To twitter is indeed to sound off like a bird. “No full sentence really completes a thought,” said Hugh Kenner, in The Pound Era (1971), throwing a rock into several generations of roosting English grammar teachers: “And though we may string never so many clauses into a single compound sentence, motion leaks everywhere, like electricity from an exposed wire. All processes in nature are inter-related” (157). This from the “Knot and Vortex” chapter, where Kenner introduces the “self-interfering pattern,” using Buckminster Fuller’s sliding knot illustration: “The knot is a patterned integrity. The rope renders it visible” (145).
Social networking as experienced via Twitter or Facebook allows for no stillness. One is always in flight. One is not a noun; as Buckminster Fuller said, “I seem to be a verb.” Nouns represent dead flight, the verb at rest in its grammatical nest: “The eye sees noun and verb as one, things in motion, motion in things,” explains Kenner (157).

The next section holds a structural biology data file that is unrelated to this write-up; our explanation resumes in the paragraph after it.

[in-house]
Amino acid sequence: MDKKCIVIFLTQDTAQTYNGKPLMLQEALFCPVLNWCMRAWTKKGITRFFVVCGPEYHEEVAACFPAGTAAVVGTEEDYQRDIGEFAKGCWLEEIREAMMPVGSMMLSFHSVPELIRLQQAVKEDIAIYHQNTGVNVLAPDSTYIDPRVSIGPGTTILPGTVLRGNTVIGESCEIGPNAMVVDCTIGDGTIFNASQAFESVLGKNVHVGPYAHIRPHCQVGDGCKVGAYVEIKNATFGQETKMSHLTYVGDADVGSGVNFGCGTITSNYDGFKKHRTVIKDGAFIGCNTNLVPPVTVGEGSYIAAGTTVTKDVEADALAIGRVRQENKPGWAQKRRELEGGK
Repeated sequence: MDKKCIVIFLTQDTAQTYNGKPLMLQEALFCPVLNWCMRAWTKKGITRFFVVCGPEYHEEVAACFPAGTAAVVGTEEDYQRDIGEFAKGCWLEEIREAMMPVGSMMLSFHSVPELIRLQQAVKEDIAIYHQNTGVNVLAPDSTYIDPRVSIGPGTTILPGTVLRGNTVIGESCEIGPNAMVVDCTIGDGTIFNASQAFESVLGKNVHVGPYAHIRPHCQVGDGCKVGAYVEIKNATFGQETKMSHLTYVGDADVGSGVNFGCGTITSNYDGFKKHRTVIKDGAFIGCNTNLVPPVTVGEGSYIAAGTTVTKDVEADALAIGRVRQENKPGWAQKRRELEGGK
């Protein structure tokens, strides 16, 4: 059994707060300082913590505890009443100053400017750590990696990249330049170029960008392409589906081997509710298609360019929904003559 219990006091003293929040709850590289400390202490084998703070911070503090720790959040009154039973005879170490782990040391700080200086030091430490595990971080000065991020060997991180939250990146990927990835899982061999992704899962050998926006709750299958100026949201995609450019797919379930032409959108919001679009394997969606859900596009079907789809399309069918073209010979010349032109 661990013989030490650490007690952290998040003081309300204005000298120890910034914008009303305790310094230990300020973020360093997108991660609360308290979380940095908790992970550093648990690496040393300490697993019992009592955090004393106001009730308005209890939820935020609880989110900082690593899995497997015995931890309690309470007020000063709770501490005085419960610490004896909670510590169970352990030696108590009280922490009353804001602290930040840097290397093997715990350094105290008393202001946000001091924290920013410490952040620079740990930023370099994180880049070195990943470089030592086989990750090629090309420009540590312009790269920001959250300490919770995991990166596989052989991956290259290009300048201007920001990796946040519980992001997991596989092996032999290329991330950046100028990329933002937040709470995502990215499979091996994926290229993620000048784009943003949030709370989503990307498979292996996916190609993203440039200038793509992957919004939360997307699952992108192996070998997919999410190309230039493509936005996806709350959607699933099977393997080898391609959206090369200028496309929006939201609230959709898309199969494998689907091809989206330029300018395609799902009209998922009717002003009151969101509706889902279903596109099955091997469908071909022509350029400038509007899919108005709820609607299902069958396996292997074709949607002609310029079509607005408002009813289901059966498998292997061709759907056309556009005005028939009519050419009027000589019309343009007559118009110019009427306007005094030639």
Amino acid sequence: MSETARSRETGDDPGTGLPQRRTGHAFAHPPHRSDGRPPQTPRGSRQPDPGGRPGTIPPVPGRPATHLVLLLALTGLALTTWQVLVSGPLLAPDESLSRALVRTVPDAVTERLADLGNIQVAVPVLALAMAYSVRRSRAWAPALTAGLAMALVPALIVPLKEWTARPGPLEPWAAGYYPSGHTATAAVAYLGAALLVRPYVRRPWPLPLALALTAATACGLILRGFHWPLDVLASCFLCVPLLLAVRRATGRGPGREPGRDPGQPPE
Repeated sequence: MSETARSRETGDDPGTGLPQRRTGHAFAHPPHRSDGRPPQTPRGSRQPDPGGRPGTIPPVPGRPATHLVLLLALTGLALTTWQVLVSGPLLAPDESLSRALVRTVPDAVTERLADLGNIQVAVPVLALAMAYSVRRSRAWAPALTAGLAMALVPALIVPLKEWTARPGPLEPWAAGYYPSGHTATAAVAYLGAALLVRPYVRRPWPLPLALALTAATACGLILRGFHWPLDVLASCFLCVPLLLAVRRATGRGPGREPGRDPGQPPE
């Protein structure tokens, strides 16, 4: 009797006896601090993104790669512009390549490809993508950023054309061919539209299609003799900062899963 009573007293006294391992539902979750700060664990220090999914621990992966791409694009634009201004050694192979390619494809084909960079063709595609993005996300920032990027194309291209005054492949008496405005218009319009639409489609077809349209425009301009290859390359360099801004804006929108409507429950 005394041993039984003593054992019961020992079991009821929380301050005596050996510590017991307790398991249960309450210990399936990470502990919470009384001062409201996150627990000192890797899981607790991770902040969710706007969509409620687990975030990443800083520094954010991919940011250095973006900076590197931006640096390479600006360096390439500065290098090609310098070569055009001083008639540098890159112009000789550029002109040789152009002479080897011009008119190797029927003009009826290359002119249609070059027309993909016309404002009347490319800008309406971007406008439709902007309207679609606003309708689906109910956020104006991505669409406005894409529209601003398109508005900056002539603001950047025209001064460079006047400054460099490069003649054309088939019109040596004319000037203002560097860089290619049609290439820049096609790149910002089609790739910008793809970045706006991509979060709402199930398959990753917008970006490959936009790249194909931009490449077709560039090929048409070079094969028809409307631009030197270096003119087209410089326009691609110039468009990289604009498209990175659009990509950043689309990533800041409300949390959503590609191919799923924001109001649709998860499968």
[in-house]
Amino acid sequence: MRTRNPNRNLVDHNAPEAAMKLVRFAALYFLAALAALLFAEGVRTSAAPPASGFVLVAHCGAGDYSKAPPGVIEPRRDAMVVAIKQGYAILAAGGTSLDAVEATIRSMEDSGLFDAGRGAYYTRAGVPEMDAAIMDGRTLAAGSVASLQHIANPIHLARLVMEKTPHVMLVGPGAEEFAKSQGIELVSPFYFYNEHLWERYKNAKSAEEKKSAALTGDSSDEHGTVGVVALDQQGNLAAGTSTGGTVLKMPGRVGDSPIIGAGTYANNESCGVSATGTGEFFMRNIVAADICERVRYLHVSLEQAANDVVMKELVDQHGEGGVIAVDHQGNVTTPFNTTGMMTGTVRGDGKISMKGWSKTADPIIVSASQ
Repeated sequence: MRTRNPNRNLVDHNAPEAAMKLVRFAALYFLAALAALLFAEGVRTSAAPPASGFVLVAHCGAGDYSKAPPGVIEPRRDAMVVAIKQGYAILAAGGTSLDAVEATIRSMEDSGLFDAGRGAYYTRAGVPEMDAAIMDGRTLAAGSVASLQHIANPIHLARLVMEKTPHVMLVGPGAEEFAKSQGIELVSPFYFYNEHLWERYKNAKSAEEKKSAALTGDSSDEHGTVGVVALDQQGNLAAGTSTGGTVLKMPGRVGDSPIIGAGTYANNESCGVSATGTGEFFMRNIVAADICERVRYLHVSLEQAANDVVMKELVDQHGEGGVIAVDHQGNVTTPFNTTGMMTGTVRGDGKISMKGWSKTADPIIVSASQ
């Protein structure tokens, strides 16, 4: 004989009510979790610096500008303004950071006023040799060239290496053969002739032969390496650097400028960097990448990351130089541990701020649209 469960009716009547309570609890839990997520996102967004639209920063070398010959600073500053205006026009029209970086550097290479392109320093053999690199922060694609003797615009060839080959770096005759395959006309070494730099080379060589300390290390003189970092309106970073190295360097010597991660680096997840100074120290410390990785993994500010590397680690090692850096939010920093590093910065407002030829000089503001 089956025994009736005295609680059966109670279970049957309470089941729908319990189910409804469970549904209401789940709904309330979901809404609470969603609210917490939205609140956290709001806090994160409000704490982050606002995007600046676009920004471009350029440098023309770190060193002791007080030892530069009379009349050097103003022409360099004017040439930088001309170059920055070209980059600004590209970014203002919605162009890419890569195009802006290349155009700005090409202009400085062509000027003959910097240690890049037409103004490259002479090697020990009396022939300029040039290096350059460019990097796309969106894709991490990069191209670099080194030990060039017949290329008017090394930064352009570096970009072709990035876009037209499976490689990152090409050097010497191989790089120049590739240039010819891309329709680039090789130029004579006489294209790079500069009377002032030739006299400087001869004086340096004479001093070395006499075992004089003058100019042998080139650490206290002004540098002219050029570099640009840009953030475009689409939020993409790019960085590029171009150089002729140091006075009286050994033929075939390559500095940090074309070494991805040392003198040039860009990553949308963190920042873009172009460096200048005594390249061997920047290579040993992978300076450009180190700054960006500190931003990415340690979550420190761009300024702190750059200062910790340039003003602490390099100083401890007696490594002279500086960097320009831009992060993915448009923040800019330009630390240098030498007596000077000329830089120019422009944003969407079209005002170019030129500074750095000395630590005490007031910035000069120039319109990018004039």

Verbs have no permanency. What’s happening must constantly change. Twitter is a rush of tweets each jolting the flock to flight, while posts on Facebook fall down the page like crumbs from a plate at a reception. Nothing is saved because in the social network world there are no nouns. The text is a mirage, the words constantly falling, falling down, down feathers falling through the electric light.
Ezra Pound’s short poem “In a Station of the Metro” is a perfect tweet: “The apparition of these faces in the crowd; / Petals on a wet, black bough.” The short poem with title fills the tweet space with 40 characters to spare, fixes the stare of twitterers but momentarily, as the faces can only pause in apparition not even of ink, but of light, and the social connection is a faux finish. People are verbs, constantly changing tense.